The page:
We all worry about the economy and how it's going to impact our finances, but there's one aspect that you shouldn't be wringing your hands over just yet: Inflation. Yes, at times it seems like there is inflation — the cost of gas is high! Bread is expensive! — but that's not really what is happening.
To figure out inflation, you need to look at a few different things. First, check with the government's official reading. According to USA Today, the consumer price index, which is the the government's tool for gauging inflation, has only risen 1.7 percent in the past 12 months. That's way below the CPI's average annual growth of 2.5 percent. Then there's our annual wages. According to the Labor Department, average annual wages only grew — well, they didn't grow at all, during the last 12 months. Wage growth sat at 0.0 percent. So while yes, gas prices are up, you don't have the rising wage to accommodate price jumps like that, so you cut back in other ways. When we all do that, companies are eventually forced to cut back on the price of items so that they sell. It's a cycle that keeps inflation down.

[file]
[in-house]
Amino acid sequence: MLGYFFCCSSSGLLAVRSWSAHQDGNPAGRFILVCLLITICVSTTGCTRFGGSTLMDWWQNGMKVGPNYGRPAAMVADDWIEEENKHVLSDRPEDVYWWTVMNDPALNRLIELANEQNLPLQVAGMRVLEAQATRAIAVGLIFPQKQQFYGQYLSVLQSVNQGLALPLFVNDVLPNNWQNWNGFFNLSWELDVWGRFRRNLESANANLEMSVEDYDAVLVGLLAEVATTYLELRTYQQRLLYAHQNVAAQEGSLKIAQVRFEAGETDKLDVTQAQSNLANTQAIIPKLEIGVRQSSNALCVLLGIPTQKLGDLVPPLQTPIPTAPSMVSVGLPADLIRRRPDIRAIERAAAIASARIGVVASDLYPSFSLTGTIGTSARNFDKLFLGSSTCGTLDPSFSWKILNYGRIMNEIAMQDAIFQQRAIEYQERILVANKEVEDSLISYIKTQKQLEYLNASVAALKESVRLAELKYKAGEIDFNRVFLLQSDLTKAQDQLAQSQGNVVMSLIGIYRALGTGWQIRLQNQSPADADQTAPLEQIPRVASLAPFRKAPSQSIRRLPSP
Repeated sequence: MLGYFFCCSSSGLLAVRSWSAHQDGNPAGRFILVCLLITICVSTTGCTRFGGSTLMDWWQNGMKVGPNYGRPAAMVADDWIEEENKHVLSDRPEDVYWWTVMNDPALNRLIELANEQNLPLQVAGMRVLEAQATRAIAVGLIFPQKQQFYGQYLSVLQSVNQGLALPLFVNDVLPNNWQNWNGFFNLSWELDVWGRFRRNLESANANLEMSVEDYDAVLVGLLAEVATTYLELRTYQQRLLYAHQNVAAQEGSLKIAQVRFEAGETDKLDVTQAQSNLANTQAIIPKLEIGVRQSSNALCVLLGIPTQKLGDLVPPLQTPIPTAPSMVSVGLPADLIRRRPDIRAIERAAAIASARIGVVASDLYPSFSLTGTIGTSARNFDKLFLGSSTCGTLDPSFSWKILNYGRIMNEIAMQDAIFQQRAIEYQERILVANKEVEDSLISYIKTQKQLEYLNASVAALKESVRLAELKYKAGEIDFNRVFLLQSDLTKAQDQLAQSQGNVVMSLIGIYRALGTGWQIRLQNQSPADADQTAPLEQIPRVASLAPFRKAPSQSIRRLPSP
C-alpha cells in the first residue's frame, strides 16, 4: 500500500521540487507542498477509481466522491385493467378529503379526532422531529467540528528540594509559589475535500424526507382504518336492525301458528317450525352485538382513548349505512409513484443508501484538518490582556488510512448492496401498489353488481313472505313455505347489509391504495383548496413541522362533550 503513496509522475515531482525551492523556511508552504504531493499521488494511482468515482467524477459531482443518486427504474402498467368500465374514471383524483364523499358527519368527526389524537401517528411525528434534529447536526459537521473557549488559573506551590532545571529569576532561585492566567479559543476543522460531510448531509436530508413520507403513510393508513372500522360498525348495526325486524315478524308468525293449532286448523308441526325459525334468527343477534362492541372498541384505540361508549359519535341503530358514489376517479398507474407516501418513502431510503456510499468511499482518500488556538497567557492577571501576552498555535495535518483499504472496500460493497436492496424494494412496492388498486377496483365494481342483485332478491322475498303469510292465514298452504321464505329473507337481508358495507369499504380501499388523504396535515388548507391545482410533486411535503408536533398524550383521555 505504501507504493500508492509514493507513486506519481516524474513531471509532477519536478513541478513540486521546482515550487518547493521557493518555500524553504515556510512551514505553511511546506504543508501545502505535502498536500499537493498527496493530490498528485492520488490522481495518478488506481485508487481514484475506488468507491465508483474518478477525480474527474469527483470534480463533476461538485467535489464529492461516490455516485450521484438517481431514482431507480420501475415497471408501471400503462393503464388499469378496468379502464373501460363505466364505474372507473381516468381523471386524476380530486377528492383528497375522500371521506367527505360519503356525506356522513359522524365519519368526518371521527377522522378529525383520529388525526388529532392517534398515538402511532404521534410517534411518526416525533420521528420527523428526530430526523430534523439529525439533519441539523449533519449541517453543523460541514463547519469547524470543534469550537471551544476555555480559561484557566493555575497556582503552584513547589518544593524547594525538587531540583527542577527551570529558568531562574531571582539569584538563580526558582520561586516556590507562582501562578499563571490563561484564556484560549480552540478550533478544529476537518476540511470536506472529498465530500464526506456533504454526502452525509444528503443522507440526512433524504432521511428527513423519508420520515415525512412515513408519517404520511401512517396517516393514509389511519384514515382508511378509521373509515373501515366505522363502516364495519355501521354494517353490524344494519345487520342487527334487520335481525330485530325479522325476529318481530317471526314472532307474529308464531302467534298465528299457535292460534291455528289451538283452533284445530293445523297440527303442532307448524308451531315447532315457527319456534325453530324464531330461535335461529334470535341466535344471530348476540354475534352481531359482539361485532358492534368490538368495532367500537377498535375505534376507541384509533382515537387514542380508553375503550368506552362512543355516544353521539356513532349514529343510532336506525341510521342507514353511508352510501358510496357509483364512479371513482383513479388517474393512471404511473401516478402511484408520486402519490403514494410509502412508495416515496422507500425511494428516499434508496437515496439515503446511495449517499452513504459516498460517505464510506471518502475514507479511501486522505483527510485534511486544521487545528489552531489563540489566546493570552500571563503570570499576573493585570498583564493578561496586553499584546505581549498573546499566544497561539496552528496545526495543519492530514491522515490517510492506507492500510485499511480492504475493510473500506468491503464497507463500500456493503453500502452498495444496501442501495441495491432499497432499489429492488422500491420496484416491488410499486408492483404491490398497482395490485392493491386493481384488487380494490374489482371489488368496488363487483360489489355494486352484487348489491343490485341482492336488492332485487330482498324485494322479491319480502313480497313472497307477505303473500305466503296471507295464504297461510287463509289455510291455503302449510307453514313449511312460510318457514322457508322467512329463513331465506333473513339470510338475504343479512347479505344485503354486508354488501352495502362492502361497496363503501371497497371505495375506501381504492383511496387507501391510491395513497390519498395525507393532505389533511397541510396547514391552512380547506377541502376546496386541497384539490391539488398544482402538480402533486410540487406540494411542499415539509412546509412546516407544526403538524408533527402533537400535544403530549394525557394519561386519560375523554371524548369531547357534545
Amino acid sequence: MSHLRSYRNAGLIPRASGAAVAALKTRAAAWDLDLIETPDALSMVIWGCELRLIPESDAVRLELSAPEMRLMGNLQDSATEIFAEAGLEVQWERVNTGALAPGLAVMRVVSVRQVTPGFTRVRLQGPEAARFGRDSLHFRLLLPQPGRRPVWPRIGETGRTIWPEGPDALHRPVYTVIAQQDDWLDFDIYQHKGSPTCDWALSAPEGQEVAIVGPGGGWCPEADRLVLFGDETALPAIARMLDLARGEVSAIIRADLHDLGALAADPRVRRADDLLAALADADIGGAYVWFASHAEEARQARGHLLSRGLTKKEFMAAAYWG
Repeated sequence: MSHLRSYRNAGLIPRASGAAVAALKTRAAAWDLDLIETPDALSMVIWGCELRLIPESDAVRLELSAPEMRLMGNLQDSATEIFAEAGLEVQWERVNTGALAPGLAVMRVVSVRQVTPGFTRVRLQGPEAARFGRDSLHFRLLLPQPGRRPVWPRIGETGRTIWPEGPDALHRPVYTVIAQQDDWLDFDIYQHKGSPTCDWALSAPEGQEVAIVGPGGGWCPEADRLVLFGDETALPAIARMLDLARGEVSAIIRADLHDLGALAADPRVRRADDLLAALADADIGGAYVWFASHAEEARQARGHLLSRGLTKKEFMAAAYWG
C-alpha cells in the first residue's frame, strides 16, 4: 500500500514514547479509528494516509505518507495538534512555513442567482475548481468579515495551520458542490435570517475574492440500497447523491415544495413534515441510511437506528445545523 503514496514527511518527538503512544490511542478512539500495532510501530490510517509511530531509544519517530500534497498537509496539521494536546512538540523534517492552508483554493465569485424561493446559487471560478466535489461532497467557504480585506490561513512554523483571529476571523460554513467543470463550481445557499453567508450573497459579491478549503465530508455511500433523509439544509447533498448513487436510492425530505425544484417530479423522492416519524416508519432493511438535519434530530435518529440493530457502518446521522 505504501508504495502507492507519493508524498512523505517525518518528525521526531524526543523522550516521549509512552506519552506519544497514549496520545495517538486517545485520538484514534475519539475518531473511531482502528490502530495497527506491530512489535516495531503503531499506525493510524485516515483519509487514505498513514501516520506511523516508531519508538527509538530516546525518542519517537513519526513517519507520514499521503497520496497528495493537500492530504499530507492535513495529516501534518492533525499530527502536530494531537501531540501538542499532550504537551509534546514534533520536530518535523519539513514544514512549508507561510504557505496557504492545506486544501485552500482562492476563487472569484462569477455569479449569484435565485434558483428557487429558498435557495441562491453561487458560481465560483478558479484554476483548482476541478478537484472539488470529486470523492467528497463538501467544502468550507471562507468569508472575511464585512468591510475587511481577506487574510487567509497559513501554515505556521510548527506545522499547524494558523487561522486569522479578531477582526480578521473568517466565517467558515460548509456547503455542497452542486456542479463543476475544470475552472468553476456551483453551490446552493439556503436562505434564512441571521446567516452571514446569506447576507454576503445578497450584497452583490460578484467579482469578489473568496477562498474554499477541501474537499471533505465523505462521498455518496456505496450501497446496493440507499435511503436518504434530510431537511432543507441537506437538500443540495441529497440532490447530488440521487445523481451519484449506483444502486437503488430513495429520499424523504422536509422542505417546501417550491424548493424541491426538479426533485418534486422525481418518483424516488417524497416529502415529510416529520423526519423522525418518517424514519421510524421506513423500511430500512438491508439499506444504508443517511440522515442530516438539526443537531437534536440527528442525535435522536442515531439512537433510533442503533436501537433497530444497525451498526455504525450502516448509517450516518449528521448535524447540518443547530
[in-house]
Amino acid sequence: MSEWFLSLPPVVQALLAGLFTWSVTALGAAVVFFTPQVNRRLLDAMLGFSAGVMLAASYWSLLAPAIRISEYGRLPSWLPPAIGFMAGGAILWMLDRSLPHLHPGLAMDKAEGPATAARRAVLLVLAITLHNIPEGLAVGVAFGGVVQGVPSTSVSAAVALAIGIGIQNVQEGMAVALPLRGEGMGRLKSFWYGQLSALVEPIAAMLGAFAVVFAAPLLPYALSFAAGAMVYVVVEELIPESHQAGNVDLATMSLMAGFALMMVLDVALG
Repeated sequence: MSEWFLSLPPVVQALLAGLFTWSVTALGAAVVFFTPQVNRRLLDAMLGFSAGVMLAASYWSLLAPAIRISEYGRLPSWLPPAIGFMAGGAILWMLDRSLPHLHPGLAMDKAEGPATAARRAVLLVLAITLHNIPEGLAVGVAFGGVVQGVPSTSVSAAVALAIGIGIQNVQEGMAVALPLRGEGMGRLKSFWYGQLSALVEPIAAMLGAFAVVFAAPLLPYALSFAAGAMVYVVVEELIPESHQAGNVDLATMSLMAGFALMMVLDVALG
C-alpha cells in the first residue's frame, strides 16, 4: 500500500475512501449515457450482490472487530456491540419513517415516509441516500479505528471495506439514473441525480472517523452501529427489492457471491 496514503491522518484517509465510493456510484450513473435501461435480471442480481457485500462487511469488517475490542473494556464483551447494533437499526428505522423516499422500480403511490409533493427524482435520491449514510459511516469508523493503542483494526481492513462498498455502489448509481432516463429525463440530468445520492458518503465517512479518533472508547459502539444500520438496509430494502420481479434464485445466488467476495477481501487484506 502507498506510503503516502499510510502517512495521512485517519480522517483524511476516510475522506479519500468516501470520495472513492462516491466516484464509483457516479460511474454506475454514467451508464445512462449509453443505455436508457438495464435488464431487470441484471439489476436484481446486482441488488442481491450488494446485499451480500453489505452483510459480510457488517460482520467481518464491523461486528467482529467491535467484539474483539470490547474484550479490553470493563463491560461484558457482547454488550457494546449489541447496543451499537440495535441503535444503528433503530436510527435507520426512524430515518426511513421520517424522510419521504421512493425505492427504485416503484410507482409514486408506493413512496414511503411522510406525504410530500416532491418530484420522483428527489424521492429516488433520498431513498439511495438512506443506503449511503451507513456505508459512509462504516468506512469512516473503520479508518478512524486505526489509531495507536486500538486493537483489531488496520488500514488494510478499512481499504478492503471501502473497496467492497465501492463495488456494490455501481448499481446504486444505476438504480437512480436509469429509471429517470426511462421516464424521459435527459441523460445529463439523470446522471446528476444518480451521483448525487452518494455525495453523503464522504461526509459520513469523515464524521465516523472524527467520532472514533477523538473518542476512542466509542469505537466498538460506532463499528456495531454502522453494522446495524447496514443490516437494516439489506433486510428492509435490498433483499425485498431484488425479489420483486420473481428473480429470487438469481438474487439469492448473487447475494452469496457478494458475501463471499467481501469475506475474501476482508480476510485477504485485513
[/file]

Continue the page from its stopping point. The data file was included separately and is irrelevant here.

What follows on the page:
Just as low wages mean inflation is down, an uptick can mean inflation will take place soon. Another thing you can keep an eye on is the interest rate of long-term bonds. When traders think inflation is coming, they'll sell bonds, which forces their rates higher. But the rate on a 10-year bond is currently at a measly 1.67 percent, meaning they don't think inflation is a risk.
This all means inflation — while sort of scary and intimidating — isn't something to be concerned about. For now! Sorry, we like to keep you on your toes.